From Par 7.5 it is clear that Dixon was aware of the “double lift” performed by Swartz, and yet Dixon himself did not perform “double lifts”.       

In conclusion: There are no industry-accepted and documented standards, protocols and methods to determine if a specific folien came from a DVD cover or a drinking glass. The methodology selected by Dixon is just one of many he could have chosen and it is possible that different methodologies could have led to different conclusions. In addition, it seems that there are several very questionable aspects around Dixon’s methodology and skills in devising valid experiments – most critically his failure to follow Swartz’s methodology precisely.

Regarding Stage 2 of his experiment – We previously mentioned that “Image analysis and comparison” is not a recognized skill area listed in Section 212 (4)(a). It would not be accurate to argue that “image analysis and comparison” is a combination of the recognized skill areas e.g. “mathematics” and “identification of finger or palm-prints”.

Dixon’s work with Folien 1 and drinking glasses did not require skills in “identification of finger or palm-prints”. It has already been determined conclusively that the print on Folien #1 belonged to Fred van der Vyver. He was thus not required to identify who the print belonged to.

When investigating whether a certain drinking glass could have made the curves on Folien 1, there are three parameters to consider:

  1. Are the distances between the respective sets of lines the same?
  2. Are the radii of the two respective top curves the same?
  3. Are the radii of the two respective bottom curves the same?

This comparison can be done mathematically – the distance, top radius and bottom radius can be mathematically calculated for a drinking glass of any dimension using basic trigonometry. Then there are various scientific and mathematical techniques to estimate the radii of the existing curves on a folien. It is then possible to scientifically compare the parameters (distance, top radius, bottom radius) as they are on the test lifts with the parameters as they are on Folien 1.

 From Dixon’s affidavit it is evident the only ‘mathematics’ skill he applied was to measure the distance between the curved lines – and even in this, he didn’t do very well.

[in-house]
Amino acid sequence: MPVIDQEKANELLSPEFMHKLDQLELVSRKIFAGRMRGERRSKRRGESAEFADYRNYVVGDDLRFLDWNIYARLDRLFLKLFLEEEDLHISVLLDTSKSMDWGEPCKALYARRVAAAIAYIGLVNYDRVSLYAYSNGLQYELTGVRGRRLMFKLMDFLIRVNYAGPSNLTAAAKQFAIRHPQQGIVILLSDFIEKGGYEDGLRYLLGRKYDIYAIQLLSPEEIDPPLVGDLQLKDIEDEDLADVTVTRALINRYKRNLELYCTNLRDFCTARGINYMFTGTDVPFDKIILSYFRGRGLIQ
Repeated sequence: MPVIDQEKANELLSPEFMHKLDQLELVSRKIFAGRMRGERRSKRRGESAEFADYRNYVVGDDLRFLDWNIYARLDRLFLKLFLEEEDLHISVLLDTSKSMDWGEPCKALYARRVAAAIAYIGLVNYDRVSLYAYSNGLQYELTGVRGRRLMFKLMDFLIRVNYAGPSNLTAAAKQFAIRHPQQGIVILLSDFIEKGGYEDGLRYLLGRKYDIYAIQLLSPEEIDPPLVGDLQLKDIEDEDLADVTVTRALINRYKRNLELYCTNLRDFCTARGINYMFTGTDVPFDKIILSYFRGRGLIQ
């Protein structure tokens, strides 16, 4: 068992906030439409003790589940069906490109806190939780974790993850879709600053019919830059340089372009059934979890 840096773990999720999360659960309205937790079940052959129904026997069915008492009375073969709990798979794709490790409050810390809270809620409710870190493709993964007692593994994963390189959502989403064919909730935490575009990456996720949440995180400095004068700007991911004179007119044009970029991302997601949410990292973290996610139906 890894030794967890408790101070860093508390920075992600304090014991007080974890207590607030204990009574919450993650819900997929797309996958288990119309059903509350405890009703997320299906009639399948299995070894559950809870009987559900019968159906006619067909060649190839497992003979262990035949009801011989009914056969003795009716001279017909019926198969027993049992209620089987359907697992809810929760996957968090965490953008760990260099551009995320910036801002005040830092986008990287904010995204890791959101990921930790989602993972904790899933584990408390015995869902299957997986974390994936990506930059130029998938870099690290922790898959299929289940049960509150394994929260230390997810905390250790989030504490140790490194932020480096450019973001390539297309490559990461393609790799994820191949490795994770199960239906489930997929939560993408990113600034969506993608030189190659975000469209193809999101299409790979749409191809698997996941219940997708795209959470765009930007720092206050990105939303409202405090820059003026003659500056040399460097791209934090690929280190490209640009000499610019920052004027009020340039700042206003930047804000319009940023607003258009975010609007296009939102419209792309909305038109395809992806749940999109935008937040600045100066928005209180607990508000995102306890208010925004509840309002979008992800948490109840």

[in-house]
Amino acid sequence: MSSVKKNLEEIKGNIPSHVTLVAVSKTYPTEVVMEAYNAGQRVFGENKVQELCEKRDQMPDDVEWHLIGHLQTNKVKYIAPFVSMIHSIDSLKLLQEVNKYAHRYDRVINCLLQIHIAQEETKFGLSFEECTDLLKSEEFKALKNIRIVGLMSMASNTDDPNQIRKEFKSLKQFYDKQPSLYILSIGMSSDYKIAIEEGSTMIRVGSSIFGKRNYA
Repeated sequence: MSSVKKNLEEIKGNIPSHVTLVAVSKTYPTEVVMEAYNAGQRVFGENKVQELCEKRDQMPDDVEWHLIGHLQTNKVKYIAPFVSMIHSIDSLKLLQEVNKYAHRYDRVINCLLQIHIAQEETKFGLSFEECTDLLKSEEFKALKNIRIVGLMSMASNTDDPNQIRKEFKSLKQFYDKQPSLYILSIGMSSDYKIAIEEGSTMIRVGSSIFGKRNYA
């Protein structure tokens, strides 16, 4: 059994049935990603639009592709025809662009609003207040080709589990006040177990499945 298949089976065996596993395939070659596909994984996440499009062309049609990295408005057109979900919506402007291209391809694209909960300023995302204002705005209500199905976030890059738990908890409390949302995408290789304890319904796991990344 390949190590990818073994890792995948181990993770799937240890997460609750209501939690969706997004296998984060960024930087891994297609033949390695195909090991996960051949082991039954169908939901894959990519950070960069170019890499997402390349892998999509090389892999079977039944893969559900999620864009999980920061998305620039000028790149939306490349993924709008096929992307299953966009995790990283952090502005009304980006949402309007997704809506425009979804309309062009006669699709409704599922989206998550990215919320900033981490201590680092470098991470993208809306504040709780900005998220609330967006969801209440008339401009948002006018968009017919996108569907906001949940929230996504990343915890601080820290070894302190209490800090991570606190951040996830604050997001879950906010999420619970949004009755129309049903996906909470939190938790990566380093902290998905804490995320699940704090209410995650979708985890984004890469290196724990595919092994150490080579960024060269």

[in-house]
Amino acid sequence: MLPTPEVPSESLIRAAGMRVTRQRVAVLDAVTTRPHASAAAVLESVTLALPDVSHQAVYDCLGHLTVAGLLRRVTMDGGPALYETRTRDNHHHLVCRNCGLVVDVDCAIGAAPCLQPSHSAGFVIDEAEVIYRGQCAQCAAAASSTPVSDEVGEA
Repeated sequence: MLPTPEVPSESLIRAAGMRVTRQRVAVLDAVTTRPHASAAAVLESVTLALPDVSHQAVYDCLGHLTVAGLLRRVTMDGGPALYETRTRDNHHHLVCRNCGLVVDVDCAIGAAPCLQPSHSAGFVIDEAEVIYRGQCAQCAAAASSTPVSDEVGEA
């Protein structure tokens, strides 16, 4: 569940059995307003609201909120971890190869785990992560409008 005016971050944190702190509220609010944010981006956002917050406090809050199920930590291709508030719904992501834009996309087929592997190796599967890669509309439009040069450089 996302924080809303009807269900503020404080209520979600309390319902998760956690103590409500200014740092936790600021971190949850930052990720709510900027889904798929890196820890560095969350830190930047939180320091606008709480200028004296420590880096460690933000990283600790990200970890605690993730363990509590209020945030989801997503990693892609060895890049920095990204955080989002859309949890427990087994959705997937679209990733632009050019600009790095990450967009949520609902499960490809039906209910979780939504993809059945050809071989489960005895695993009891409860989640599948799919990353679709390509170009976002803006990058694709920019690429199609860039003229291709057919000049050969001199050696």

6.4 The distance between the two parallel curved lines which are visible on Folien 1, as described in paragraph, was measured and compared to the heights of the eleven (11) drinking glasses collected from 21 Shiraz flats. Four matching glasses of the eleven were found to have the same height as the distance between the lines ...
Seems Dixon forgot to account for the gap between the bottom of the ruler and ‘0’. The height of this glass is about 83 mm – the average distance between the lines on Folien1 is 80 mm

There is no evidence whatsoever that Dixon mathematically analyzed Folien 1 and the experimental lifts to determine whether the curves were concentric and circular (as they should be if they were made by a conical drinking glass) and also what the radii of the curves are. There is also no evidence that he subjected the dimensions of the different drinking glasses to mathematical analysis to calculate the radii of the curves each glass would have left on a lift.

It appears that the results of Dixon’s comparisons and conclusions are based on a very limited and incomplete mathematical comparison of the key parameters (he only measured and compared distance between lines). It can therefore not be said that he applied his skills in “mathematics”.

It appears that Dixon relied only on a visual comparison.